Outside the window was the hospital car park, a noisy anthill of activity, with ambulances screeching and cars vying for spaces. The rumble of engines was a muffled soundtrack to the man’s artificial existence. She felt grateful for the oak tree outside her room, for the peace and quiet. She would have hated having nothing but cars to look at. But the man didn’t care. He was asleep.

Sitting on the edge of the bed, Claire took his hand. After two weeks, this gesture had become a habit. Day after miserable day she would do it on autopilot, looking into the man’s face, studying his lifeless features. Today she could swear his eyelids were moving. She wanted to ask the doctor if it meant anything. Fluttering eyelids – was it a sign? Was he about to wake up? Or was it her imagination showing her what she wanted to see?

‘Your father, is it?’ A nurse crept up behind her silently, like a cat. She looked a little like a cat too, scruffy and ginger, her eyes cagey. She paused next to the man’s bed, removed the chart from its folder and checked the monitors. ‘You look just like him.’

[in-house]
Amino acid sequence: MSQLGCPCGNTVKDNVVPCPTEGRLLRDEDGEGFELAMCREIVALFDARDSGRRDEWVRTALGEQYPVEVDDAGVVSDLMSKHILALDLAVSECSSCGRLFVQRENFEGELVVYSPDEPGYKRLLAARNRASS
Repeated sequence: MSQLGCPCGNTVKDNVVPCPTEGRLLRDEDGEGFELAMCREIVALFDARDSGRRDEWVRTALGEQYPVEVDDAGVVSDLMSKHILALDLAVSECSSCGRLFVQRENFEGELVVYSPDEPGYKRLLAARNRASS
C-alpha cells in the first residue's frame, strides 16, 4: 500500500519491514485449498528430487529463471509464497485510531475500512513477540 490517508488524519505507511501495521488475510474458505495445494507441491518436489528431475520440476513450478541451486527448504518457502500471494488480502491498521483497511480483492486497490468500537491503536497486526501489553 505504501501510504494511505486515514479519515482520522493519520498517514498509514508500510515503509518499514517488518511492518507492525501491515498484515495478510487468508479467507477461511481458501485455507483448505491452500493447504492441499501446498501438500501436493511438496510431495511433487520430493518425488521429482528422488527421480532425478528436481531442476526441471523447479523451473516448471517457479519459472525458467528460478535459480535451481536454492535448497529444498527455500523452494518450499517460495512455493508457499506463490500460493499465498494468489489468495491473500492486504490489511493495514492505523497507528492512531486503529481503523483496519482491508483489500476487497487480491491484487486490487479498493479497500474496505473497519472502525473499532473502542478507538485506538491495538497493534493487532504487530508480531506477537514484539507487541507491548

The man’s skin was grey today, more so than usual. His face was gaunt, his body a skeleton on the white sheet.

‘Yes,’ said Claire. ‘I’m waiting for him to wake up, so he can tell me about my life.’

If the nurse was surprised, she didn’t show it. ‘Are you a patient here?’

Claire didn’t answer but turned away from the nurse and towards her father. The woman’s mouth opened as if to repeat her question, but at the last moment she seemed to change her mind. Her eyes darted over Claire’s face as she made a few notes on the chart and placed it back. ‘I hope he pulls through,’ she said finally. ‘I’ll pray for him. And for you.’

She was already out the door when Claire called out, ‘Can he hear me? If I talk to him, can he hear?’

The ginger head reappeared in the doorway. ‘They do believe so. I mean, after all the research they’ve done. Speak to him, tell him you love him. It will help.’ The nurse nodded as she spoke, as if for emphasis. Her eyes filled with compassion.